Vir Biotech Jumps on New Drug Development Deal With GSK

Under the agreement, Vir will work with GlaxoSmithKline on therapies for respiratory viruses, widening from their Covid cooperation.
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Shares of Vir Biotechnology  (VIR) - Get Report, which focuses on infectious disease drugs, jumped Wednesday after it announced an agreement with GlaxoSmithKline  (GSK) - Get Report to work on therapies for respiratory viruses, widening from their Covid cooperation.

The accord “expands their existing collaboration to include the research and development of new therapies for influenza and other respiratory viruses,” the companies announced in a statement.

As part of the deal, GSK will make an upfront payment of $225 million to Vir and increase its equity investment in the company by $120 million. 

Vir recently traded at $73.76, up 9.5%, and has soared 152% over the past three months through Tuesday amid enthusiasm over its Covid treatment. Glaxo traded at $35.74, up 0.3%.

“GSK has been a valuable strategic partner and scientific collaborator in the fight against Covid-19,” Vir Chief Executive George Scangos said in a statement. “As part of our functional genomics collaboration directed at Covid-19, we have turned up multiple targets that have the potential to treat influenza and other respiratory viruses, and it makes sense to extend the scope of our collaboration to include these new targets.”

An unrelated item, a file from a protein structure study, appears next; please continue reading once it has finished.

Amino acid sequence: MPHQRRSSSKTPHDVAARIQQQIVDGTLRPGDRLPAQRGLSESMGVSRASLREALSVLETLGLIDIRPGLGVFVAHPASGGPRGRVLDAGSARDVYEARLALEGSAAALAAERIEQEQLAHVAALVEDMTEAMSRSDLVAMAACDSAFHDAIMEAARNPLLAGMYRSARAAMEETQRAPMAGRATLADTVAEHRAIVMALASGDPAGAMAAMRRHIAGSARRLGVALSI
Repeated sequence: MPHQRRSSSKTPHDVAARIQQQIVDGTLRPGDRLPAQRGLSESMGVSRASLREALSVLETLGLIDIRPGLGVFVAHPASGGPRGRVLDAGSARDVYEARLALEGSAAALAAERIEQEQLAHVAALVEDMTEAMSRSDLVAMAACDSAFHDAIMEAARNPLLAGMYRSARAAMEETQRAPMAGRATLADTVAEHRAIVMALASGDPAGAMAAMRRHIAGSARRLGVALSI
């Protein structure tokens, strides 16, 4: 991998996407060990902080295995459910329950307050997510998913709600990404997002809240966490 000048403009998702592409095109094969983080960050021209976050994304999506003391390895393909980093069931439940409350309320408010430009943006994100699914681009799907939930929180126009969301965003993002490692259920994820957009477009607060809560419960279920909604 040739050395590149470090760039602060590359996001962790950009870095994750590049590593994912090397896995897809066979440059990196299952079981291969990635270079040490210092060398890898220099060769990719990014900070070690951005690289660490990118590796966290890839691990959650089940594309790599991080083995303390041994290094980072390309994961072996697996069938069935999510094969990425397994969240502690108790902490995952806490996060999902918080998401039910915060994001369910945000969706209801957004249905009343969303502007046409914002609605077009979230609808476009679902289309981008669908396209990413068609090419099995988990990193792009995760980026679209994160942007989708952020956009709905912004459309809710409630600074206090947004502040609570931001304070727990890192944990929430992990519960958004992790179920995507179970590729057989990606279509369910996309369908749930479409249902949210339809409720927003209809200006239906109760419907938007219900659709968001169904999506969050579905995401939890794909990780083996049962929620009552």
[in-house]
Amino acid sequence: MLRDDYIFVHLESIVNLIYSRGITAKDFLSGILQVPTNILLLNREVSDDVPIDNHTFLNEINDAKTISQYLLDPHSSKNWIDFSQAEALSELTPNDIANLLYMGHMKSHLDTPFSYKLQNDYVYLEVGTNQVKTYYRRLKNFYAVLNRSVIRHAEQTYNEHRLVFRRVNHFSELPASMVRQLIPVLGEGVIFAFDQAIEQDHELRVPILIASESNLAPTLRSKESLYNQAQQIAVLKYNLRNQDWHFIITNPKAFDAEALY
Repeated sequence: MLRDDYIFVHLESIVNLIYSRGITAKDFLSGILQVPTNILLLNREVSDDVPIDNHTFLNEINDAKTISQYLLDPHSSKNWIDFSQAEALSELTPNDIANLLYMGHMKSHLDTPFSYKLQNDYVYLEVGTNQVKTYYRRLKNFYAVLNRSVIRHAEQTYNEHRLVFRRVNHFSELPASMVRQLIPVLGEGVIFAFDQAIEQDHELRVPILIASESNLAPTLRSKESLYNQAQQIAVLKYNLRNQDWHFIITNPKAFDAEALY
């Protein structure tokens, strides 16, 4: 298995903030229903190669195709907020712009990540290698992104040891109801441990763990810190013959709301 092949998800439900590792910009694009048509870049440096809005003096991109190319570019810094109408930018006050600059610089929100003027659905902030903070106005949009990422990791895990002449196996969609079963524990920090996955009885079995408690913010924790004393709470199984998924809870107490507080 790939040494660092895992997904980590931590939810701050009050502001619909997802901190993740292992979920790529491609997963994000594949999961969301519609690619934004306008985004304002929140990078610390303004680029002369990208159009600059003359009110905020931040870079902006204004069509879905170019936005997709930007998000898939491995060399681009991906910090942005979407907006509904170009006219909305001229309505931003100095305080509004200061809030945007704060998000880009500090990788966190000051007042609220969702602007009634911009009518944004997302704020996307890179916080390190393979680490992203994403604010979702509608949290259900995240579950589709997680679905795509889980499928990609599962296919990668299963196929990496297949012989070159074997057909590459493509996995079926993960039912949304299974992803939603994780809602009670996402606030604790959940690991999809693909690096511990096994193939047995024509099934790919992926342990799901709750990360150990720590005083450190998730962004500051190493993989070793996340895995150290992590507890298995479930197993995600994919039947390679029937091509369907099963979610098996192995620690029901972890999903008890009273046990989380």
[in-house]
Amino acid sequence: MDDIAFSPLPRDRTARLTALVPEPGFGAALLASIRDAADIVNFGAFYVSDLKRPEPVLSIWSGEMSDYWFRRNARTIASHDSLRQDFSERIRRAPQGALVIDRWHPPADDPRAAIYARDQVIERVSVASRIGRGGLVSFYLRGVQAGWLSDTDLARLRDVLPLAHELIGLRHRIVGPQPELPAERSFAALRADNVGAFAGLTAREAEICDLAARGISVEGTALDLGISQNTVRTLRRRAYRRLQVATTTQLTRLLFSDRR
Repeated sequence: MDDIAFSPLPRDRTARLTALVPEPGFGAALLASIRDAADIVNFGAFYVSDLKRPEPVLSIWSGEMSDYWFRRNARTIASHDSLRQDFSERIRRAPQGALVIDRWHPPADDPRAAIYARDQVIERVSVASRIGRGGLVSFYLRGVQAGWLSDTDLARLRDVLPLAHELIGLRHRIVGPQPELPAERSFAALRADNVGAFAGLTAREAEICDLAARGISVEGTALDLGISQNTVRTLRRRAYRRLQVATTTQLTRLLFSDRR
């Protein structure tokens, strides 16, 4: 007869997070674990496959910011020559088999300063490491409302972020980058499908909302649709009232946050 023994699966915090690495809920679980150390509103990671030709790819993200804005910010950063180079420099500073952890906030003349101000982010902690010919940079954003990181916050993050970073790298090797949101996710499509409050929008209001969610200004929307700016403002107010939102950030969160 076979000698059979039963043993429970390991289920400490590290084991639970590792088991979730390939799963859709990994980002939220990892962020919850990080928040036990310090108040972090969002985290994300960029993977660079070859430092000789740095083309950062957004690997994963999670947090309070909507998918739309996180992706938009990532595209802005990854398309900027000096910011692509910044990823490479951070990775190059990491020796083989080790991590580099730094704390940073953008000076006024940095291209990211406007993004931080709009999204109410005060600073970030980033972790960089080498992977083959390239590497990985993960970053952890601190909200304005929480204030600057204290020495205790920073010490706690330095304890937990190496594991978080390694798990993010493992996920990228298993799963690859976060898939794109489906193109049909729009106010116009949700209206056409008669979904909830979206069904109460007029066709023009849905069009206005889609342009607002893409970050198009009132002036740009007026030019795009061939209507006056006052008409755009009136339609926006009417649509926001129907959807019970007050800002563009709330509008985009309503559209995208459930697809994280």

Scangos added that “this expanded collaboration supports the rapid advancement of multiple promising investigational compounds in our pipeline, increasing the likelihood that these potential life-saving treatments will reach patients sooner, and will advance our shared goal of developing single drugs that can address multiple bugs.”

The expanded collaboration provides GSK exclusive rights to collaborate with Vir on the development of monoclonal antibodies (MAb) for the prevention or treatment of influenza.

That includes VIR-2482, an intramuscularly administered investigational MAb designed as a universal prophylactic for influenza A that has completed a Phase 1 trial, and next-generation antibodies for the prevention or treatment of influenza during a three-year research period.